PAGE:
The words of the institutions consist of such English terms that they remind a layman of the Victorian Age and can leave even Daedalian perplexed. This creates a language barrier between them and the masses. In such a situation, can they act as the means of social change which they proudly claim to be?  Most of the population is left with daily newspapers as a source of legal information where there is absence of any legal reasoning, thus creating a further gap.

This is one side of the coin. Did not we, the people, have lost our way too? The crimes by Brutus had their legitimation by the Romans only. Kafka highlights that the free man is superior to the man who has to serve another. The man in this story was free to go wherever he wanted to. The only thing forbidden to him is entry into the law and, what is more, there is only one man forbidding him to do so, the doorkeeper. If he takes the stool and sits down beside the door and stays there all his life, he does this of his own free will. There’s nothing in the story to say he was forced to do it. If the Constitution was written in the name of people, if the laws are to be made by representatives elected by people and the protection is meant for people, what prevents them in some instances from pushing through the glass ceiling of illegitimate and unreasonable encroachment of their rights. Kafka shows this relationship between authority and law. Have the people ever wondered that they are subject to the law even if they do not know the foundations of it? Justice H.R. Khanna in his dissent in ADM, Jabalpur v. Shivakant Shukla (1976) 2 SCC 521 {page 749} wrote:

529. To use the words of Justice Brandeis [Olmstead v. United States, (1928) 277 US 438] with some modification, experience should teach us to be most on our guard to protect liberty when the Government’s purposes are beneficent. Men born to freedom are naturally alert to repel invasion of their liberty by evil-minded persons. Greatest danger to liberty lies in insidious encroachment by men of zeal, well-meaning but lacking in due deference for the rule of law.

Though the majority opinion of this case has been overruled, the spirit of that still lingers deep inside our social conditioning. There still lies the positivism, which focuses only on technicalities and not on the values; idolization of form detriment to spirit. The parable sums up the seeming impenetrability of the world’s laws and the man who will not admit to their incorrect interpretation.

Lastly, there seems to be no end to the random sampling that injustice and exploitation disguised as the so-called “fate” does. Its victims are common masses who curse their fate trying to overcome insurmountable struggle and unknowingly accept it as their own mistake. They never really know their accusers and never properly understand the law they are in possession of. As they run from betel nut-stained walls of court to that rude official who in his own exasperation has more “important” things to complete, they slowly crumble and poisonously accede to this “fate”. In their innocence and simplicity, they accept the unknown: there is nothing they can do.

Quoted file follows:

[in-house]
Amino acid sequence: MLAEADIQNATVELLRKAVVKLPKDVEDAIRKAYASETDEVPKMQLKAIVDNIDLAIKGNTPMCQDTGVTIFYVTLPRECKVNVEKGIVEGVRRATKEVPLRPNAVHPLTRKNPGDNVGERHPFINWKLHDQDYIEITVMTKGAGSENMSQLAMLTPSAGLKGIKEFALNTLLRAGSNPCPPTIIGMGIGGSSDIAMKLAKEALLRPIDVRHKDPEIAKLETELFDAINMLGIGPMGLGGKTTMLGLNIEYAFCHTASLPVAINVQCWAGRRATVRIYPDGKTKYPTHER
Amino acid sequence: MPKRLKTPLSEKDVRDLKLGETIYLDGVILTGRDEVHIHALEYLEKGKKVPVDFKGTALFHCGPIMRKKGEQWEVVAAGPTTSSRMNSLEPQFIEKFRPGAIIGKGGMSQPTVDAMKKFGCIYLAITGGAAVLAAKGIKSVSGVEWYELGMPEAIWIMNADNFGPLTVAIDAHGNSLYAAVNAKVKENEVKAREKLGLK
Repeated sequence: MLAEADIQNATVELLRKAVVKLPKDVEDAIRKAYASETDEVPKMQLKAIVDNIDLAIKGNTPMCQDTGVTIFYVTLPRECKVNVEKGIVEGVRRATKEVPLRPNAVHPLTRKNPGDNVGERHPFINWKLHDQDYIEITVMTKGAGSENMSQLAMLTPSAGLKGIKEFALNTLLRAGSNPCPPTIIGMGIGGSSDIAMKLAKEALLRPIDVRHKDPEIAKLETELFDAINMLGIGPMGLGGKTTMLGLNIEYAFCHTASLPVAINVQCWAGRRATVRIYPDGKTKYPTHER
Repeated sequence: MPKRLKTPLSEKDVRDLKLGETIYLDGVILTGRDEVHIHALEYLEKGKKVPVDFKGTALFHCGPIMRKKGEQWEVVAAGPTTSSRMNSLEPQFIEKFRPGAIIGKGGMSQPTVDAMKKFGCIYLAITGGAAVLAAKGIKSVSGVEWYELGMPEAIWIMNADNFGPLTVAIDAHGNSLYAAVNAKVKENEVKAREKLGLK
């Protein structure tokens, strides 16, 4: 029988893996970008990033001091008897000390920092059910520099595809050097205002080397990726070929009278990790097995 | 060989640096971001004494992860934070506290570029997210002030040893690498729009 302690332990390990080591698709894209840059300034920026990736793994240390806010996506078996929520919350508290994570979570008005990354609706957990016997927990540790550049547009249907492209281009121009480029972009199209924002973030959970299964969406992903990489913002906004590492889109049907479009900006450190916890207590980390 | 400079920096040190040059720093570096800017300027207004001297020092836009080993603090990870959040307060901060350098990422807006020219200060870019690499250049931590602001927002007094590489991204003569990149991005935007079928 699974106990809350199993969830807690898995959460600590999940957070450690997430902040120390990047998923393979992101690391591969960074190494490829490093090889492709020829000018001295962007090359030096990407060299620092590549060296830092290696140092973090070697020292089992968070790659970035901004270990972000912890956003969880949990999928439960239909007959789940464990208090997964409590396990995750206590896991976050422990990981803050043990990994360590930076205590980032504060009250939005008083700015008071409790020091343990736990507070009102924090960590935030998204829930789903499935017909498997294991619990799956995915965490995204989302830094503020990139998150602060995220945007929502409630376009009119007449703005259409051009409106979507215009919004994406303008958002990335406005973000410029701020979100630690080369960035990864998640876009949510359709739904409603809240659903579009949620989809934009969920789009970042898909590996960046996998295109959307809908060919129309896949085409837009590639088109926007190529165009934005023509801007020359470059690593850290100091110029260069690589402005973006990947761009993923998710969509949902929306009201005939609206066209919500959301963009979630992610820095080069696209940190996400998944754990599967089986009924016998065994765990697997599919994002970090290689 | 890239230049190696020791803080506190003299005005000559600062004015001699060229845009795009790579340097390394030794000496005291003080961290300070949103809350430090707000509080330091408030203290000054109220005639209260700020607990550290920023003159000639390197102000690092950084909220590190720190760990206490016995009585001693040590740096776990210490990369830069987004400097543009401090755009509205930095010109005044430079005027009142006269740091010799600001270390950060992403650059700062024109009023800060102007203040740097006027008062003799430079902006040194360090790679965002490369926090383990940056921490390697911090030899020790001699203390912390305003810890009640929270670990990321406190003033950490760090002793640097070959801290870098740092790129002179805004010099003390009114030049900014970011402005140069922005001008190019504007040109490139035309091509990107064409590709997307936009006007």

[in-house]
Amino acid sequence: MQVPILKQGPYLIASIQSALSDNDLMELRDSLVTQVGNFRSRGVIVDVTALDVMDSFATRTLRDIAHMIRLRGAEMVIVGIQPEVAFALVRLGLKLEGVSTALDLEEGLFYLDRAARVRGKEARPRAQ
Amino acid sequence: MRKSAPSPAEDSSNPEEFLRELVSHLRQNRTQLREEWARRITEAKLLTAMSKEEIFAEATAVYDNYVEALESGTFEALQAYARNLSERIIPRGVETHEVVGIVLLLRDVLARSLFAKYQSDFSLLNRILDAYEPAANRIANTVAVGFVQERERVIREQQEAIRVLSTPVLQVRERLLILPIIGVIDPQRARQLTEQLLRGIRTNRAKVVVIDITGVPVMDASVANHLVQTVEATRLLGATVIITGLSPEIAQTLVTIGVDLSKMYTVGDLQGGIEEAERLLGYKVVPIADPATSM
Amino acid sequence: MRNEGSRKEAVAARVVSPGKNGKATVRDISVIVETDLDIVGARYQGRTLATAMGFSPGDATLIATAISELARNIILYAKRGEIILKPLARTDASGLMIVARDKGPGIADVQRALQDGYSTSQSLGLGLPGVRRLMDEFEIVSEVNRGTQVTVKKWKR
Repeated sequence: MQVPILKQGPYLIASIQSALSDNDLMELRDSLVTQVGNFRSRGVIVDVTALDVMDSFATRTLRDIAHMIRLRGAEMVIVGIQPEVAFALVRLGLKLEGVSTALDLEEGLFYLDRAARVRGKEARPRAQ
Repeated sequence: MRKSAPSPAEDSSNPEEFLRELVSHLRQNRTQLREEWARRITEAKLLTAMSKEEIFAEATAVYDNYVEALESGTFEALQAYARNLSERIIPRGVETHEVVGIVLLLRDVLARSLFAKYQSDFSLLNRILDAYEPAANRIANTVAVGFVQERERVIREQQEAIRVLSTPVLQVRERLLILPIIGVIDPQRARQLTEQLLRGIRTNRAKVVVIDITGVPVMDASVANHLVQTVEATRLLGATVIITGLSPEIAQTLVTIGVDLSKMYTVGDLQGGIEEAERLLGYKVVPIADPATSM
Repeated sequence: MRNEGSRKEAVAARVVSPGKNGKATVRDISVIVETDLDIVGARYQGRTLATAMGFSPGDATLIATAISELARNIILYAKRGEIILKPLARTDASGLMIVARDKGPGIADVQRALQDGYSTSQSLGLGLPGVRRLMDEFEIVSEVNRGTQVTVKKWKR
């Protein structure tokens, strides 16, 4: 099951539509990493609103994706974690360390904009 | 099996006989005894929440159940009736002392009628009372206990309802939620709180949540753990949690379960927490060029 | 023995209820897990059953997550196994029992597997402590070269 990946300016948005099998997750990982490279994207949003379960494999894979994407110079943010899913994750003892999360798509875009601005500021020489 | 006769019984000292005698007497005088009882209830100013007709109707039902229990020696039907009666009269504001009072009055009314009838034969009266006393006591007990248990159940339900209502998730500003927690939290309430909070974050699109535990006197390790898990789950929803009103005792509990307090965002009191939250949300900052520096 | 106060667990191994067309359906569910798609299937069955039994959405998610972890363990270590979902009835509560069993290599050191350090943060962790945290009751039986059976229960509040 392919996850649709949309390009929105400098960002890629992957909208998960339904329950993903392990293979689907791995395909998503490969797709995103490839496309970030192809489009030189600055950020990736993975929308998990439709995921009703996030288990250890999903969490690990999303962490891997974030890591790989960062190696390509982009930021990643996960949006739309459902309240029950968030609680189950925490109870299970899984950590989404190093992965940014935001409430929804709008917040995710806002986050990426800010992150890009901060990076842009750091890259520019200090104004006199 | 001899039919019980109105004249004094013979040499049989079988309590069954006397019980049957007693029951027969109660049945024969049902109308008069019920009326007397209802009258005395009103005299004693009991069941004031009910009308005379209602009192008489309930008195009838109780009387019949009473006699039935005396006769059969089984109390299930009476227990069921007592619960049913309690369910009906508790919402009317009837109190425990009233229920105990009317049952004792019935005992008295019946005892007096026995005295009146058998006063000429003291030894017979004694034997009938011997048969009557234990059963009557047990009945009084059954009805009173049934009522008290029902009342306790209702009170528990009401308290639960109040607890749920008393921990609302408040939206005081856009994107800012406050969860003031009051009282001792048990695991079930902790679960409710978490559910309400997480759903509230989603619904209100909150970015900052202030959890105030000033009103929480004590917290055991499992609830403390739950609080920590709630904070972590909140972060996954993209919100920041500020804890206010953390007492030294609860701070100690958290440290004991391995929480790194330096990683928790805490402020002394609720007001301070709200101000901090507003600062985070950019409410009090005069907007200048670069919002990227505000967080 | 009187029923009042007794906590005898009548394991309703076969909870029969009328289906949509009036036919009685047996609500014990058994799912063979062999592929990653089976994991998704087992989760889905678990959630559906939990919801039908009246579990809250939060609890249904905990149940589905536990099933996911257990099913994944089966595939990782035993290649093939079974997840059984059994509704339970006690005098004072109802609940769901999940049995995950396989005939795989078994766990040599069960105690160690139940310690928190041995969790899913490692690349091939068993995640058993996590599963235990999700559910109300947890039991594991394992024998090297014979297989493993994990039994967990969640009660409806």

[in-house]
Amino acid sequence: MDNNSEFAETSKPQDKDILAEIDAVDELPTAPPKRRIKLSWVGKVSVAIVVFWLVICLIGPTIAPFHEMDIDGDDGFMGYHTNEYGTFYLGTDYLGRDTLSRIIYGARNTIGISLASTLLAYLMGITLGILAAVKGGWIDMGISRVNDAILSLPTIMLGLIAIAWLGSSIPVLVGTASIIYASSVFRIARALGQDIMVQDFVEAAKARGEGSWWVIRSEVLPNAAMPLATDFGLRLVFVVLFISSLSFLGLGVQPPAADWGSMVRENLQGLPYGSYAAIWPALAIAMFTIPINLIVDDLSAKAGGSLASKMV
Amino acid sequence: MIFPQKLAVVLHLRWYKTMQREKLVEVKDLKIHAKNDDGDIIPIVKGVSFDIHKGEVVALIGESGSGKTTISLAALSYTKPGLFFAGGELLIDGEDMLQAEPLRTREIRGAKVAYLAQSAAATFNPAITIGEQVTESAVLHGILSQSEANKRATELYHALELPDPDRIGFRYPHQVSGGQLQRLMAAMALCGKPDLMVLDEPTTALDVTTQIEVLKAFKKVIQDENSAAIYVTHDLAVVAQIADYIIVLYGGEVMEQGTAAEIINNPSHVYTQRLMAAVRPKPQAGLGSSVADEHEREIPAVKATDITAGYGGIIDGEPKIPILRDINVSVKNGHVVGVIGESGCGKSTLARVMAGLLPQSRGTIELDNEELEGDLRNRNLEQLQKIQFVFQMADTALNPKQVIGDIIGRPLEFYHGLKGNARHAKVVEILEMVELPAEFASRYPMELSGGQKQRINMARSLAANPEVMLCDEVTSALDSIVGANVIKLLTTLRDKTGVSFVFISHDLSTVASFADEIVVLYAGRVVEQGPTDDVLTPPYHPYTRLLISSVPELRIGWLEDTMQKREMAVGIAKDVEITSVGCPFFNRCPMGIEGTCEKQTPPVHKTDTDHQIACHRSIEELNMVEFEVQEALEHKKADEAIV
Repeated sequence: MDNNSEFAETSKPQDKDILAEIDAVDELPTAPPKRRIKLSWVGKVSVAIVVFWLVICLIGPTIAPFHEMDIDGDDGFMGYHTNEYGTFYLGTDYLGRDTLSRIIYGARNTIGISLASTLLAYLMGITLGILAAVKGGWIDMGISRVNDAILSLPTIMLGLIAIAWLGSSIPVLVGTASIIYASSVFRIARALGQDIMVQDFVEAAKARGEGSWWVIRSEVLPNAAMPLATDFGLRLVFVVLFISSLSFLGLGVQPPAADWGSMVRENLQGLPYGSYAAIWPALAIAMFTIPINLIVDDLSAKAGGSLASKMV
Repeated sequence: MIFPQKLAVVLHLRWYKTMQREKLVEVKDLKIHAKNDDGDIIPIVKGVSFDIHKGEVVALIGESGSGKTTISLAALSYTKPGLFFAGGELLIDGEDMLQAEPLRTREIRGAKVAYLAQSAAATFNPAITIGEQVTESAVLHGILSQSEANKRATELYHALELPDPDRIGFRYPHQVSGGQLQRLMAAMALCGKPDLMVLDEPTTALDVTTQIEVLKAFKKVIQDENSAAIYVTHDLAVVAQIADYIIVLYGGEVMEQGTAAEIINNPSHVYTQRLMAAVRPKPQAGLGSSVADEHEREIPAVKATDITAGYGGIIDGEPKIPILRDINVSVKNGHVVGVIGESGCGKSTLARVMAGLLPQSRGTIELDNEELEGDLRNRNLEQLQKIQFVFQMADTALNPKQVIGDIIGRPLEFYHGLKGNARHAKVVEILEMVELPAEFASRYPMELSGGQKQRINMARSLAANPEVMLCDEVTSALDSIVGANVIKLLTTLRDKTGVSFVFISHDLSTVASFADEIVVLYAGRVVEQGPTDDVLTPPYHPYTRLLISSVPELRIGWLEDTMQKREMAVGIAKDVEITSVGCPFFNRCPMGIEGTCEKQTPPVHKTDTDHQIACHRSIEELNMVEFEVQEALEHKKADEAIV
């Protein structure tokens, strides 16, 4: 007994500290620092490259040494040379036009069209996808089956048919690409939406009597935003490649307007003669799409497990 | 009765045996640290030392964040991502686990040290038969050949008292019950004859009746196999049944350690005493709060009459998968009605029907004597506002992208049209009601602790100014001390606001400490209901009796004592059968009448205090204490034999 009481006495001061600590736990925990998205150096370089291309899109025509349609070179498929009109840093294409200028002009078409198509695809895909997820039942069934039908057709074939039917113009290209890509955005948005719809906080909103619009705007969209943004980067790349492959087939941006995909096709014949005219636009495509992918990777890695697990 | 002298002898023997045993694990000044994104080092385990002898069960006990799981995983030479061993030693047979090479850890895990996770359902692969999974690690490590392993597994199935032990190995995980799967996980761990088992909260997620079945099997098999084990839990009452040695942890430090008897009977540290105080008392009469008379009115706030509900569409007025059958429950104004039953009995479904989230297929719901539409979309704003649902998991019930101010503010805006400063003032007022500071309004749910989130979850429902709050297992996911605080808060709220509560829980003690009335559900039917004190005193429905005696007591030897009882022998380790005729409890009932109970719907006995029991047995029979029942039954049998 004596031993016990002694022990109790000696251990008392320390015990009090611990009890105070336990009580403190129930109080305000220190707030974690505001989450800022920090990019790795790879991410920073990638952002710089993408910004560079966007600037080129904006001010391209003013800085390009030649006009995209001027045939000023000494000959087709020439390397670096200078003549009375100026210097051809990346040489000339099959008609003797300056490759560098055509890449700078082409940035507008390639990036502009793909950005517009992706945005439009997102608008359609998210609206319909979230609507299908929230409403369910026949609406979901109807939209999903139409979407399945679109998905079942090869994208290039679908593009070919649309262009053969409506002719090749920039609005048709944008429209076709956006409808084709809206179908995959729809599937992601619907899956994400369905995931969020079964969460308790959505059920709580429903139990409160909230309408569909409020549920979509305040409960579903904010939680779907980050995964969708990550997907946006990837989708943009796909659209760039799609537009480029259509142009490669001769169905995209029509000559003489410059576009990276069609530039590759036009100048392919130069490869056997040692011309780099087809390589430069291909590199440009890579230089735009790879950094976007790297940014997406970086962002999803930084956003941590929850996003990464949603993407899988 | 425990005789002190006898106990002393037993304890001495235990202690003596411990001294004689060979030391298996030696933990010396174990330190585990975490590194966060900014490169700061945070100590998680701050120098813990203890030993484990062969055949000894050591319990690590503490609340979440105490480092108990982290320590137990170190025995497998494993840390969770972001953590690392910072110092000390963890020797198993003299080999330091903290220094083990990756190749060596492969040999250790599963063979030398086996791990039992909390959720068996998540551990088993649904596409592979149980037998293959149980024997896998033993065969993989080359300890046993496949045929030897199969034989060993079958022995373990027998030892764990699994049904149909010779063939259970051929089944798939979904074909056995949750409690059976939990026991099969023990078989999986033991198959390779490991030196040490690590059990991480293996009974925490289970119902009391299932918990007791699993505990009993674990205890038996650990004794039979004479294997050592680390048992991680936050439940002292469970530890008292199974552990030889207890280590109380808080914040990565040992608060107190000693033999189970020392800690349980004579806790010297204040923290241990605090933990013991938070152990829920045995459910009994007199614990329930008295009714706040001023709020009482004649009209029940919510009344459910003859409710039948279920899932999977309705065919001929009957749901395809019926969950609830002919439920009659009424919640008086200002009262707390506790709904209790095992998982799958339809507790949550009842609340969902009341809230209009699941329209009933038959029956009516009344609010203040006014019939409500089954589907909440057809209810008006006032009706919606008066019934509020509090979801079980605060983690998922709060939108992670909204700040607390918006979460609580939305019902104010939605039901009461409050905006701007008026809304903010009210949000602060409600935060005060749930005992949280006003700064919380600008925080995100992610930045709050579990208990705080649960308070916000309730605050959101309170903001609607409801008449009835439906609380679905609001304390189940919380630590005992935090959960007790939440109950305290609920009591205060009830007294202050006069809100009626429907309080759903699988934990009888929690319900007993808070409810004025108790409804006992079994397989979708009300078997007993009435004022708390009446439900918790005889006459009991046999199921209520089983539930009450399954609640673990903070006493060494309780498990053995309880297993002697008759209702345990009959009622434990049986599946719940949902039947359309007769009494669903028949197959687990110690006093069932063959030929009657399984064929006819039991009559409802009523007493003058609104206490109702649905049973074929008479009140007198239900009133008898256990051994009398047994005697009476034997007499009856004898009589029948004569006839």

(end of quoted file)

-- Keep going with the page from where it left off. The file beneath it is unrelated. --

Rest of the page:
Last few ramble

Though a parable is supposed to answer confusions and questions of socio-legal-political existence, Kafka in his not one absolute determination probably defines the fate of every order-based society: complication and utter frustration. It makes one wonder if pompous and grand claims of social or legal orders eventually boil down to incoherency of individual behaviour and morality or might of few. When the institutions meant to support the weakest in the chain adopt ulterior motives, the absurdity of the system cracks open, shining better than the photon ring while the black hole of power lusts on freedom and sometimes on instruments of social or legal order. The ever-cherished aims of freedom of expression, faith, free-fair trial, right to information, life of dignity, equality of status, accessibility to basic resources, equal distribution of wealth, objectivity of government and institutions, constitutionalism and primacy of the Constitution get overshadowed by such ulterior aims.

As and when human shortcomings meet an instrument of so-called “order”, there will be probably complication and utter frustration. Obviously, there are some schools of thought like Contractualism, Positivists or users of Felicific calculus that think from the other end and believe in eliminating injustice through such state institutions and their instruments. But having traversed the path of natural law from an earlier time and having lived through ages with almost every politico-legal theory, there seems to be no complete success with them as well. Perhaps they never claimed to be the harbinger of such complete success. But do political systems on ground reflect the scope of such vibrancy or leave the scope for new changes in the legal spectrum to reach a workable model? The apparent bipolarity of the political thoughts and system nowadays and its cosmetic juxtaposition over other branches of state such as executive and judiciary do more harm. This is because the scope of discussion firstly, becomes reductionist and secondly, deviates from the main aim of establishment of such institutions, i.e., constitutionalism (at least broadly).

The bipolarity or inherent conflict along ideologies or their interpretations of legal instruments helps camouflage the incoherence and absurdity of the system meant to protect life & liberty. So next whenever we petition the power for justice, we should take a step back and reconsider if we are being put on the path of a maze which only distracts and echoes. Then we must recalibrate keeping in the mind only the original aim of the complete process under the legal system: equality, liberty, justice and fraternity to which we pledged under our great Constitution.

Shubham Chauhan is a law student interested in critical legal studies. Saurabh is a lawyer based in New Delhi.